New York Post

Eclipse is a once in a life sentence event: inmates

Faith-based case vs. NY jail: Let us view, too


It’s a total eclipse of their rights.

Six inmates at a New York prison are so eager to catch next week’s solar eclipse that they’re suing their lockup, claiming the rare spectacle is a “religious event” that they should be allowed to see.

The prisoners at Woodbourne Correction­al Facility argue the April 8 phenomenon — in which the moon will pass between the sun and the Earth, immersing part of the state in darkness in the middle of the afternoon -should “warrant gathering, celebratio­n, worship and prayer,” their federal lawsuit states.

The men include a Baptist, a Muslim, a Seventh-Day Adventist, two practition­ers of Santeria and even one atheist — who have all “expressed a sincerely held religious belief that April’s solar eclipse is a religious event that they must witness and reflect on to observe their faiths,” according to the suit filed Friday.

But state correction officials have planned a lockdown during the astronomic­al marvel, in a move that would breach the inmates’ constituti­onal rights to practice their religions, the suit alleges.

From Bible to Koran

The suit notes that an eclipselik­e phenomenon is described in the Bible during Christ’s crucifixio­n and that Islam depicts a similar event coinciding with the death of the Prophet Muhammad’s son.

“As people with different beliefs come together to observe the eclipse, an incredible phenomenon that holds religious significan­ce for many, we simply ask that [prison officials] allow our clients their Constituti­onal right to practice their faith,” Sharon Steinerman, a senior associate at white-shoe law firm Alston & Bird, which is repping the prisoners pro bono, told The Post Tuesday.

The lawyers filing the suit are seeking to make it a class action so that impacted inmates at other prisons across the state can join the legal battle.

They are seeking a court order forcing the State Department of Correction­s and Community Supervisio­n to allow inmates to witness the event.

State officials declared last month that they would have a system-wide lockdown during the eclipse, and that visitors will be prohibited from visiting inmates at prisons in the path of totality — when much of upstate is expected to be snarled by traffic.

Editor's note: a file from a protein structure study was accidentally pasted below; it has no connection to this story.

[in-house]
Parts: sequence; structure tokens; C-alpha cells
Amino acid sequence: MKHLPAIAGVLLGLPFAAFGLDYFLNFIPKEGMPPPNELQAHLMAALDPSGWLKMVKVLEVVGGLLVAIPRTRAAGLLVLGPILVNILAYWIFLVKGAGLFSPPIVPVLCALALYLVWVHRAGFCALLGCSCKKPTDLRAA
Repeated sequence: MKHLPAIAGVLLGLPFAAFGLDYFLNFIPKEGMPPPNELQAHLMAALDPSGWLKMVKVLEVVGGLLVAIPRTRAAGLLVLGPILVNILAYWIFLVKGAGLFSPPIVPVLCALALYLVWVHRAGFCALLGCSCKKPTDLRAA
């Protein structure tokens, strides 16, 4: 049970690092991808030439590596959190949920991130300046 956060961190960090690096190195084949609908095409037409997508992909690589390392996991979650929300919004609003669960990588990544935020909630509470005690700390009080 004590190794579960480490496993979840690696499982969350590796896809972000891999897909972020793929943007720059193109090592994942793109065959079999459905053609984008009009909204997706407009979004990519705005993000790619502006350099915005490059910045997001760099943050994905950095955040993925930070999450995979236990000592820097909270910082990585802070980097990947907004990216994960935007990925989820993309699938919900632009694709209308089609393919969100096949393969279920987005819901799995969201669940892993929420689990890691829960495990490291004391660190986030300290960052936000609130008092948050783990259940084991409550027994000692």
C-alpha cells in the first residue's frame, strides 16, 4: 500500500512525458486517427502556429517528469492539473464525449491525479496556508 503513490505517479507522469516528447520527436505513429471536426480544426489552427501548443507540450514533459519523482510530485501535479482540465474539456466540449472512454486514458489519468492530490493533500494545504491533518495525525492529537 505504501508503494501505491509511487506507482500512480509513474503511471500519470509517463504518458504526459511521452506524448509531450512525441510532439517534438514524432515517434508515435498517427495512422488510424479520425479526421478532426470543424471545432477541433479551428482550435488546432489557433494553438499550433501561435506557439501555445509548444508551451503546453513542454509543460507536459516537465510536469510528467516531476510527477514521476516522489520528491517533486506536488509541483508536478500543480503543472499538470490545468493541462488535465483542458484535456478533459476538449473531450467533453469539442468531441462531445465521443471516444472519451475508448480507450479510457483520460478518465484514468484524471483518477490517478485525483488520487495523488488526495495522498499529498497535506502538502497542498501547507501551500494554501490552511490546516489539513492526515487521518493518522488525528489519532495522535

The atheist plaintiff maintains that he received special permission to view the eclipse with state-provided protective glasses before the lockdown was announced.

Holy-day exemption

Four other plaintiffs said the state denied their request to get a religious exemption because officials said the occasion was not considered a holy day in their religions. The remaining plaintiff said the state ignored his request.

DOCCS spokespers­on Thomas Mailey said the state takes all requests for religious accommodat­ions under considerat­ion and the eclipse-related requests were under review.

Daniel Martuscell­o III, the department’s acting commission­er, said solar-eclipse safety glasses will be given to staff and inmates who can view the astronomic­al event — which isn’t expected to happen again until 2044 — from their work or housing units.

There would be no outdoor recreation­al activities permitted between 2 and 5 p.m. during the period when the moon will eclipse the sun, sending much of the state into complete darkness for several minutes around 3:15 p.m.

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 ?? ?? MOON SHOT: A multifaith crew of Woodbourne Correction­al prisoners say viewing the April 8 eclipse is a constituti­onal right.
MOON SHOT: A multifaith crew of Woodbourne Correction­al prisoners say viewing the April 8 eclipse is a constituti­onal right.

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